An overview of Ohio’s veteran benefits

On Behalf of | May 22, 2020 | Veterans Benefits |

Ohio has long prided itself on the level of care it shows its resident veterans. From the Ohio Department of Veterans Services (ODVS) easy-to-use website to the higher education provided through the Ohio GI Promise, the Buckeye State continues to make efforts to show appreciation toward Americans who have sacrificed the most.

With the sixth largest population of veterans in the country, the Ohio Department of Veteran Services continues to expand its offerings and attract more veterans to the state every day.

Programs, services and funding for veterans

The Ohio Department of Veterans Services oversees the distribution of $8.69 billion in veteran benefits. Those costs go toward programs like:

  • Veteran Workforce Team (VWT): The VWT works with Ohio businesses to train, place and manage veteran employees. In 2019, the team worked with nearly 600 employers at 81 training events. The VWT also designed eight training modules for employers that provide Human Resources, recruiting and management personnel guides on daily interactions with veterans.
  • Ohio GI Promise: Directly contributing to Ohio’s reputation as the most veteran-friendly state, the 2009 GI Promise executive order allows veterans and their families to attend Ohio’s public higher education institutions at in-state tuition rates. Usually, an individual must have established residency in Ohio for 12 months.
  • Veterans’ Homes: The ODVS oversees two veterans’ homes in Ohio, one located in Sandusky and one in Georgetown. Supported by Governor DeWine and the General Assembly, the ODVS secured a budget increase in 2019 to ensure the continued high-level of care at these facilities. The U.S. Department of Veterans Affairs helps pay for these costs, alongside a sliding scale based on a resident’s ability to pay. Soon, these homes will enjoy the support of a dedicated Alzheimer’s and Dementia Task Force. This team will implement statewide initiatives that provide training and research into Alzheimer’s and Dementia care.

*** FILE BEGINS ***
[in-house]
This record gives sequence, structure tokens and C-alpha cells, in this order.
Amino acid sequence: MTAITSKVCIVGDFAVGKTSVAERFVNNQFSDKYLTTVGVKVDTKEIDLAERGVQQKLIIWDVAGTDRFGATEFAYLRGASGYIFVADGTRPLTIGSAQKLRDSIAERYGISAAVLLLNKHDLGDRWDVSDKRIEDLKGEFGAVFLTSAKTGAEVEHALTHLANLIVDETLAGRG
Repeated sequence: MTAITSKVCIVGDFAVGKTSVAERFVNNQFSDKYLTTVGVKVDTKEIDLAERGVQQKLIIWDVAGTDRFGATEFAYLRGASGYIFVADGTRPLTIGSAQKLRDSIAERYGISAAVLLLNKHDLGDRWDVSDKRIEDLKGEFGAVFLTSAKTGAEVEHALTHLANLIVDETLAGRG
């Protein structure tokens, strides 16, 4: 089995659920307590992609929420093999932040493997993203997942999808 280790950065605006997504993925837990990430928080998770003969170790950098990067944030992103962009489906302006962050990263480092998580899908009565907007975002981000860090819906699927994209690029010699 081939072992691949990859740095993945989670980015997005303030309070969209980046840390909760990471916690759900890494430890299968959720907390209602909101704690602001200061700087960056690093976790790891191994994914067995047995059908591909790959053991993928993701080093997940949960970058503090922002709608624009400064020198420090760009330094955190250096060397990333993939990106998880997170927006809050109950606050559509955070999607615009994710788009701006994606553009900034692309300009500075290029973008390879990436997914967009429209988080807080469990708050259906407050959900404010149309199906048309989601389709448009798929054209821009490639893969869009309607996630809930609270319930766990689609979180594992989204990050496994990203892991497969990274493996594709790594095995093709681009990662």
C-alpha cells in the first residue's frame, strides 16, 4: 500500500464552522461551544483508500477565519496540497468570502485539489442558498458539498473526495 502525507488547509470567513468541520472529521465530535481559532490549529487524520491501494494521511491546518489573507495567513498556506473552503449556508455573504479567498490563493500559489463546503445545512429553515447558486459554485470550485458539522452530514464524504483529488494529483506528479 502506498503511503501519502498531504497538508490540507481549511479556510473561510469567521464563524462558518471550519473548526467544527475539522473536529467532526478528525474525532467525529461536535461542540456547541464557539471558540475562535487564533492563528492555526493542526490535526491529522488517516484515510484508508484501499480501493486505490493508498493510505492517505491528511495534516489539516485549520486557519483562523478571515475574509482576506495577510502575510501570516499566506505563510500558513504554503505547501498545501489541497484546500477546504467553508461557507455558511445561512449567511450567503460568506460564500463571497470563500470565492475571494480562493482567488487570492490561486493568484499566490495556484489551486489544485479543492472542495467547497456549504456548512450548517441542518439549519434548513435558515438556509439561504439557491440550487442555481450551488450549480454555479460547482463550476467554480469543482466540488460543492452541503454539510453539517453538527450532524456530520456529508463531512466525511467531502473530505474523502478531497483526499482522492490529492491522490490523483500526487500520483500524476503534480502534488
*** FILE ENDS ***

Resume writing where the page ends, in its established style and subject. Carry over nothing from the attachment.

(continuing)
The rest of the nearly $9 billion budget goes toward medical care, vocational rehabilitation and compensation for the employees of the ODVS, many of which are veterans themselves.

Operation Legal Help Ohio

Veterans can also benefit from Operation Legal Help Ohio, which connects low-income veterans with lawyers who volunteer a few pro-bono legal services. Veterans with legal issues related to landlords, credit card debt, uncontested divorce, wills, and more can contact the organization for more information.


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